The grieving families of those killed when Malaysia Airlines flight MH17 was shot out of the sky over Ukraine now have to contend with the news that 38 bodies may have been removed by Russian rebels.
International agencies battling to get access to the site have been turned away by armed rebels who at one point fired shots.
Kiev has also accused Moscow of removing bodies and tampering with evidence. They say the rebels brought the bodies to the mortuary in Donetsk, adding that Russian experts would presumably perform autopsies.
It was almost inevitable, given the on-going tensions between Russia and Ukraine, that those organising the response and investigation into the atrocity would not have an easy task.
But if the allegations are true, it only adds to the tragedy of the families affected.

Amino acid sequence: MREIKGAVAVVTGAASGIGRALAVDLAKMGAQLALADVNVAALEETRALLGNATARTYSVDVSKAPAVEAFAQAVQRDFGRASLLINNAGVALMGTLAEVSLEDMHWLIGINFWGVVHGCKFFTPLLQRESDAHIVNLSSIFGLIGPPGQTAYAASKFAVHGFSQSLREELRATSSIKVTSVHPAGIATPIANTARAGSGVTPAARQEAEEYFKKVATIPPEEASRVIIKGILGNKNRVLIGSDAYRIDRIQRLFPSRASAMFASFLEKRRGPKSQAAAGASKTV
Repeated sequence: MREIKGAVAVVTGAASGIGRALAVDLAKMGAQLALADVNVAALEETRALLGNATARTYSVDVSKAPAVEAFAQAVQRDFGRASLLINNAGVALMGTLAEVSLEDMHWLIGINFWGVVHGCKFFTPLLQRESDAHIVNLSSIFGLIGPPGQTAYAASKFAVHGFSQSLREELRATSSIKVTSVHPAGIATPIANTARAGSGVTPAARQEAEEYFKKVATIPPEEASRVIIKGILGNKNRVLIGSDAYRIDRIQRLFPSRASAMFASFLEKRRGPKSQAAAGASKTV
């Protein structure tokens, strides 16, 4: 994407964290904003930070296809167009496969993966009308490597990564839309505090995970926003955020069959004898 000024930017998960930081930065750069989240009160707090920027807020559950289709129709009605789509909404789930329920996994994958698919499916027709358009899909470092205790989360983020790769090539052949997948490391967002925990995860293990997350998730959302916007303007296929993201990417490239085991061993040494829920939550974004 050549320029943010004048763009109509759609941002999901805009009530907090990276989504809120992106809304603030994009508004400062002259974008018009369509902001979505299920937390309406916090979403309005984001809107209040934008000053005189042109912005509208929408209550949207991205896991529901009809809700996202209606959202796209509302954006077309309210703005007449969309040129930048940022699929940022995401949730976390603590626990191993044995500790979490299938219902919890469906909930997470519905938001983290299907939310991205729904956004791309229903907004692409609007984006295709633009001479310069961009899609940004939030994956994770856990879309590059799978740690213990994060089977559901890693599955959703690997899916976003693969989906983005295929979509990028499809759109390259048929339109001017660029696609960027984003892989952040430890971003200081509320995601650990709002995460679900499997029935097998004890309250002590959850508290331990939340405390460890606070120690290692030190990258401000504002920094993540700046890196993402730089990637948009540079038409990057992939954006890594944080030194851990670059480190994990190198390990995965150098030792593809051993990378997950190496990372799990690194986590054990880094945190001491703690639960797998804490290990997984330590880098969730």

Internationally mediated talks concluded with an agreement so Ukraine could identify the bodies and hand them over to relatives.
Out of respect for the grieving families, you would hope both sides would live up to the deal.
Australian Prime Minister Tony Abbott and other world leaders have demanded that an international investigation be carried out as soon as possible.
"Right now, for all we know, bodies remain strewn over fields of the eastern Ukraine and armed rebels are trampling the site," he said.
US president Barack Obama has called the deaths of nearly 300 people an "outrage".
Foreign Affairs Minister Murray McCully says New Zealand used a special sitting of the United Nations Security Council to call for a full investigation into the crash of flight MH17. Hopefully such pressure from world leaders will ensure international teams are able to access the site so the remains of those on board can be identified and returned to their families.